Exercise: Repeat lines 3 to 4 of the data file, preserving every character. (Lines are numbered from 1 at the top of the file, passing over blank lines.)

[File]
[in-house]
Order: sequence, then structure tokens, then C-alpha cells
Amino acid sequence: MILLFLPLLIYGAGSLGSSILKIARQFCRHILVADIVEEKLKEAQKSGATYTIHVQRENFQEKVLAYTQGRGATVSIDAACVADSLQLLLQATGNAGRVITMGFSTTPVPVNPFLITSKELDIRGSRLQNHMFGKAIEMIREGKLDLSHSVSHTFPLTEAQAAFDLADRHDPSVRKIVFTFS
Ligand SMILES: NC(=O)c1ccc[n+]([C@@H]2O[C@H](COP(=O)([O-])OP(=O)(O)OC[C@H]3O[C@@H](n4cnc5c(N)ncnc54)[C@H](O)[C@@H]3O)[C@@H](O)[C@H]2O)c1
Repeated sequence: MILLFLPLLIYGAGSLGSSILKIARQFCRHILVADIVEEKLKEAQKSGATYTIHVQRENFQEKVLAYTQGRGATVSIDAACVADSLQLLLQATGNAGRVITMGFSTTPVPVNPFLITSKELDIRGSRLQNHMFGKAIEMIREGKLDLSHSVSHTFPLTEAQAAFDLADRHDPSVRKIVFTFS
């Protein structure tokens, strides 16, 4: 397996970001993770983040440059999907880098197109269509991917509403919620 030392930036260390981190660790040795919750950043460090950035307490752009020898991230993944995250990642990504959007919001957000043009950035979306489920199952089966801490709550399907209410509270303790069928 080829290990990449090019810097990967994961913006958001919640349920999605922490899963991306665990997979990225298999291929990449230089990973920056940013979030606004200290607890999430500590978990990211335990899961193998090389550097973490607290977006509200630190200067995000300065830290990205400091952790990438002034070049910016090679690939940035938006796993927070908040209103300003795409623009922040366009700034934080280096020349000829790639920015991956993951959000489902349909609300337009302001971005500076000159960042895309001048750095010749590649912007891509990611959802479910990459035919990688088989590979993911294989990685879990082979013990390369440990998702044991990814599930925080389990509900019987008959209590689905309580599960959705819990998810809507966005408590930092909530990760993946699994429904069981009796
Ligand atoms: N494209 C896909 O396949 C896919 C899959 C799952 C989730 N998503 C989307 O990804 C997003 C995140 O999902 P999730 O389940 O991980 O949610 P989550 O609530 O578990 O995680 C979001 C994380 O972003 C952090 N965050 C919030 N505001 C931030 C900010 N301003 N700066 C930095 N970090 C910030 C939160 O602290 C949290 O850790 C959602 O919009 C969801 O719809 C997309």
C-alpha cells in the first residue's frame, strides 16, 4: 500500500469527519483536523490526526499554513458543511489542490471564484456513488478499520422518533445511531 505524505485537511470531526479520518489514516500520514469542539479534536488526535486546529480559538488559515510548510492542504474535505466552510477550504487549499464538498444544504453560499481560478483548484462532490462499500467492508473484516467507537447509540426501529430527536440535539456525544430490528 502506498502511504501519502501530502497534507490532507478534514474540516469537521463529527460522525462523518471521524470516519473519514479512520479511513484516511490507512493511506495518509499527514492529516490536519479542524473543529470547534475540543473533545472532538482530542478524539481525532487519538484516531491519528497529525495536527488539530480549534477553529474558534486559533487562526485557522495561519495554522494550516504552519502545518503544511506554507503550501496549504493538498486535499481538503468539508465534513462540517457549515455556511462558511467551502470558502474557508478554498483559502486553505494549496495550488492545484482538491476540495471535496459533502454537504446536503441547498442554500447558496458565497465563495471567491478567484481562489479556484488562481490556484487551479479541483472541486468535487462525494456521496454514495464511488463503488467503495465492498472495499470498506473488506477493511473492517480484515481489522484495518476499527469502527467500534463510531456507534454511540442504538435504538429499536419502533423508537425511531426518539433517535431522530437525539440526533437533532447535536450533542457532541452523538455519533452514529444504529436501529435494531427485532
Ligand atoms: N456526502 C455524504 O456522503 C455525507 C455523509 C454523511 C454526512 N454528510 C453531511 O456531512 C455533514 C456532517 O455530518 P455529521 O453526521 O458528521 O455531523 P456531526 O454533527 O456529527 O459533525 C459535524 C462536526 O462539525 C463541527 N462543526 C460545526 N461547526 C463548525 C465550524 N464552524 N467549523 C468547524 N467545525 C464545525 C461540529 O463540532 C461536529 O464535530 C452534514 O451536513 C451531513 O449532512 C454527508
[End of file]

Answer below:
Amino acid sequence: MILLFLPLLIYGAGSLGSSILKIARQFCRHILVADIVEEKLKEAQKSGATYTIHVQRENFQEKVLAYTQGRGATVSIDAACVADSLQLLLQATGNAGRVITMGFSTTPVPVNPFLITSKELDIRGSRLQNHMFGKAIEMIREGKLDLSHSVSHTFPLTEAQAAFDLADRHDPSVRKIVFTFS
Ligand SMILES: NC(=O)c1ccc[n+]([C@@H]2O[C@H](COP(=O)([O-])OP(=O)(O)OC[C@H]3O[C@@H](n4cnc5c(N)ncnc54)[C@H](O)[C@@H]3O)[C@@H](O)[C@H]2O)c1